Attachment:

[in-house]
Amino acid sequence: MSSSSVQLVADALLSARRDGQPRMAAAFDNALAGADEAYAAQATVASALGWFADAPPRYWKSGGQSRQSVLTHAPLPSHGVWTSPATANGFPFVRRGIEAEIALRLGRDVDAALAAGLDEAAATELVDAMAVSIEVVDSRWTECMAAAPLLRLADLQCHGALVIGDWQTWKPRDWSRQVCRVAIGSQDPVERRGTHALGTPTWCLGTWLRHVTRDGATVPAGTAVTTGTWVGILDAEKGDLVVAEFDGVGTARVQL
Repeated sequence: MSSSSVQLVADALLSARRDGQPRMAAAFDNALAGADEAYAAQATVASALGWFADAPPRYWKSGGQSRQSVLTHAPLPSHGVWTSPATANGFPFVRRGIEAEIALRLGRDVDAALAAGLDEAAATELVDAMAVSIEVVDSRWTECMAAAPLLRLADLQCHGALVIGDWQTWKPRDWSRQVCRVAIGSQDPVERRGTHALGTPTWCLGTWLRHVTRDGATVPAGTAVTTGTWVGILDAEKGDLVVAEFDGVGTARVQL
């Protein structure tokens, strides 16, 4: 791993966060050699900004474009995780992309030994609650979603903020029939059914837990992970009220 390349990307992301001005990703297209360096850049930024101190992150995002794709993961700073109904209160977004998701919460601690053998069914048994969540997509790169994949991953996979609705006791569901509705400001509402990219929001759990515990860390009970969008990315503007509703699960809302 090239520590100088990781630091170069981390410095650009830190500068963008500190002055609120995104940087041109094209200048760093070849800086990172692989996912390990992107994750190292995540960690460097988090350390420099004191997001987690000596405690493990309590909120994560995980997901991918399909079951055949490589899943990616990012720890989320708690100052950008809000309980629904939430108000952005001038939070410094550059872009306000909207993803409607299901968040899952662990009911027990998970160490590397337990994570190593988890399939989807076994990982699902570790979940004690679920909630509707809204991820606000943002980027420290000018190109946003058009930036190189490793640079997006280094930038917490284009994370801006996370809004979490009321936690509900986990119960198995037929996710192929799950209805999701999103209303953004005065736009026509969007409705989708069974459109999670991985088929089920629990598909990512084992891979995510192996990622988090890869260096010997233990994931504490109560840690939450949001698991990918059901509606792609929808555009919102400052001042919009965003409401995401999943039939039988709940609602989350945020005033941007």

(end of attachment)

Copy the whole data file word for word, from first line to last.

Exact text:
[in-house]
Amino acid sequence: MSSSSVQLVADALLSARRDGQPRMAAAFDNALAGADEAYAAQATVASALGWFADAPPRYWKSGGQSRQSVLTHAPLPSHGVWTSPATANGFPFVRRGIEAEIALRLGRDVDAALAAGLDEAAATELVDAMAVSIEVVDSRWTECMAAAPLLRLADLQCHGALVIGDWQTWKPRDWSRQVCRVAIGSQDPVERRGTHALGTPTWCLGTWLRHVTRDGATVPAGTAVTTGTWVGILDAEKGDLVVAEFDGVGTARVQL
Repeated sequence: MSSSSVQLVADALLSARRDGQPRMAAAFDNALAGADEAYAAQATVASALGWFADAPPRYWKSGGQSRQSVLTHAPLPSHGVWTSPATANGFPFVRRGIEAEIALRLGRDVDAALAAGLDEAAATELVDAMAVSIEVVDSRWTECMAAAPLLRLADLQCHGALVIGDWQTWKPRDWSRQVCRVAIGSQDPVERRGTHALGTPTWCLGTWLRHVTRDGATVPAGTAVTTGTWVGILDAEKGDLVVAEFDGVGTARVQL
């Protein structure tokens, strides 16, 4: 791993966060050699900004474009995780992309030994609650979603903020029939059914837990992970009220 390349990307992301001005990703297209360096850049930024101190992150995002794709993961700073109904209160977004998701919460601690053998069914048994969540997509790169994949991953996979609705006791569901509705400001509402990219929001759990515990860390009970969008990315503007509703699960809302 090239520590100088990781630091170069981390410095650009830190500068963008500190002055609120995104940087041109094209200048760093070849800086990172692989996912390990992107994750190292995540960690460097988090350390420099004191997001987690000596405690493990309590909120994560995980997901991918399909079951055949490589899943990616990012720890989320708690100052950008809000309980629904939430108000952005001038939070410094550059872009306000909207993803409607299901968040899952662990009911027990998970160490590397337990994570190593988890399939989807076994990982699902570790979940004690679920909630509707809204991820606000943002980027420290000018190109946003058009930036190189490793640079997006280094930038917490284009994370801006996370809004979490009321936690509900986990119960198995037929996710192929799950209805999701999103209303953004005065736009026509969007409705989708069974459109999670991985088929089920629990598909990512084992891979995510192996990622988090890869260096010997233990994931504490109560840690939450949001698991990918059901509606792609929808555009919102400052001042919009965003409401995401999943039939039988709940609602989350945020005033941007």